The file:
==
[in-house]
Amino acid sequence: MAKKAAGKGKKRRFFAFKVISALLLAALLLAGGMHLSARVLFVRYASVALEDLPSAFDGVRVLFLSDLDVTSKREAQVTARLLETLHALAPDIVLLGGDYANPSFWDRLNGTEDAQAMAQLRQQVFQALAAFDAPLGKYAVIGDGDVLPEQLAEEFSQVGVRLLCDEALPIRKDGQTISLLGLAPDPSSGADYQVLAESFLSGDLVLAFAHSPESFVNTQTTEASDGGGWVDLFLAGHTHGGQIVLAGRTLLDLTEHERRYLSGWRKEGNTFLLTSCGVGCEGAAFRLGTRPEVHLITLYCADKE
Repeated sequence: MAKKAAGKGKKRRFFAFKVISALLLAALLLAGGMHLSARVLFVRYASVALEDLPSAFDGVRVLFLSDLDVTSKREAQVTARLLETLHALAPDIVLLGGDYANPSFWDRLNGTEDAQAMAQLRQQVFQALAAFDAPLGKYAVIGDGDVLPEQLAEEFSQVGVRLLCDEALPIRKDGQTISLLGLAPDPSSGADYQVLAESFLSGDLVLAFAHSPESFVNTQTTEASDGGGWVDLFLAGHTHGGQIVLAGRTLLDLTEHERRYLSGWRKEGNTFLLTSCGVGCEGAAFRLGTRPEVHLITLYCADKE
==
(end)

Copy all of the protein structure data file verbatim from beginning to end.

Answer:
[in-house]
Amino acid sequence: MAKKAAGKGKKRRFFAFKVISALLLAALLLAGGMHLSARVLFVRYASVALEDLPSAFDGVRVLFLSDLDVTSKREAQVTARLLETLHALAPDIVLLGGDYANPSFWDRLNGTEDAQAMAQLRQQVFQALAAFDAPLGKYAVIGDGDVLPEQLAEEFSQVGVRLLCDEALPIRKDGQTISLLGLAPDPSSGADYQVLAESFLSGDLVLAFAHSPESFVNTQTTEASDGGGWVDLFLAGHTHGGQIVLAGRTLLDLTEHERRYLSGWRKEGNTFLLTSCGVGCEGAAFRLGTRPEVHLITLYCADKE
Repeated sequence: MAKKAAGKGKKRRFFAFKVISALLLAALLLAGGMHLSARVLFVRYASVALEDLPSAFDGVRVLFLSDLDVTSKREAQVTARLLETLHALAPDIVLLGGDYANPSFWDRLNGTEDAQAMAQLRQQVFQALAAFDAPLGKYAVIGDGDVLPEQLAEEFSQVGVRLLCDEALPIRKDGQTISLLGLAPDPSSGADYQVLAESFLSGDLVLAFAHSPESFVNTQTTEASDGGGWVDLFLAGHTHGGQIVLAGRTLLDLTEHERRYLSGWRKEGNTFLLTSCGVGCEGAAFRLGTRPEVHLITLYCADKE